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June 13, 2006

Comments

It seems to me that conservatives have also been either ignoring or denying the evidence on climate change over the years. And a similar point could also be made about the Bush administration's selective and distorting use of intelligence on WMDs in the build up to the Iraq war (more a point about neoconservative ideologues, I suppose).

Also, what do you mean by "theological" in your last paragraph? If the vices of this kind of analysis are the "compromise, moderation, and other signs of impurity" that you cite, then it seems "fundamentalist" might be a better word. However, if you mean thinking that seeks to confirm an proposition already given by authority, then I can see how you might be using the term in some medieval/scholastic sense.

I'm not a conservative, but if I might point out a defense: if conservatism is (broadly) defined as an interest in limited government, based on skepticism of overreach, then it's very hard to see how Bush's "Big Government" style of conservatism is a failure of conservatism, per se. I mean, if we all agree that we dislike it, then that seems to me to be an endorsement of the idea that we ought to be far more modest with government policy.

In other words, a conservative who assumes power and stretches it badly or too far has failed; not the idea that power should be more limited.

As someone -- who, I forget -- once said, a conservative in power is no longer a conservative.

...a conservative in power is no longer a conservative.

If that is the case, then conservatism is an ideology that will always fail. History has shown that communism and socialism are also faulty ideologies. Is conservatism the communism of the new millenium?

This kind of "analysis," which liberals frequently engage in as well, is essentially theological. Every political failure is attributed to compromise, moderation, or other signs of impurity.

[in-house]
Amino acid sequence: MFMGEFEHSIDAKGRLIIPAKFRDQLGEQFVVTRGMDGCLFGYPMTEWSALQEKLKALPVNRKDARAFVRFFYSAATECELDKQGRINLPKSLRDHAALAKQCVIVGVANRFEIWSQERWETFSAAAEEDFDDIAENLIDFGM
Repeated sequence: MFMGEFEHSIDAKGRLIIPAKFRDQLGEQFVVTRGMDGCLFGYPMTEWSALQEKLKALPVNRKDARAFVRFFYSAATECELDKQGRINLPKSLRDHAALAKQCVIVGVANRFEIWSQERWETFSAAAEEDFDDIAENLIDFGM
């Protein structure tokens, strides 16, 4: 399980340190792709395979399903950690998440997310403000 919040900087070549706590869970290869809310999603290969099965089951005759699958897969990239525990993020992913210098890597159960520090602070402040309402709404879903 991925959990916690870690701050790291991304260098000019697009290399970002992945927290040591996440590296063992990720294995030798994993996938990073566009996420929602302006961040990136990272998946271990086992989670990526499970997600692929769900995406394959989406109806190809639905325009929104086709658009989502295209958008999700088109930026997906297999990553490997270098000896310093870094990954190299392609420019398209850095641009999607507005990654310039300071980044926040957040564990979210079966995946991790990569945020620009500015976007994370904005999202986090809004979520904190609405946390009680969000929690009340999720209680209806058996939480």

Which liberals frequently engage in as well.

Got an example for that, or is this just some free floating balance thing you throw out there.

In fact, as with President Clinton, woundly criticized as "the best Republican President of my lifetime" by several notable bloggers; liberals "seem" to be more likely to criticize success which is non-liberal among people who are said to be "liberal."

And here's the thing:

Conservatives seem to be allowed to define themselves, Gerorge W. Bush is a conservative because he says so and people who claim to be conservatives say so.

Hillary Clinton is a "liberal" because people who claim to be conservatives say so, and people seeking free-floating balance say so.

I'm not so sure Hillary Clinton actually says so.

So, maybe yeah, "classical conservatives" who have remained remarkably silent about Mr. Bush's apostasy until recently may have a point. It would be nice if they'd made the point six years ago, five years ago... OR even on 9/12.

Meanwhile, it's not hard to find people who called themselves liberals who criticized DLC Bill Clinton a not-actually-liberal in real time.

Indeed, the same was true of Al Gore. That was, I think, the point of the Nader thing in 2000.

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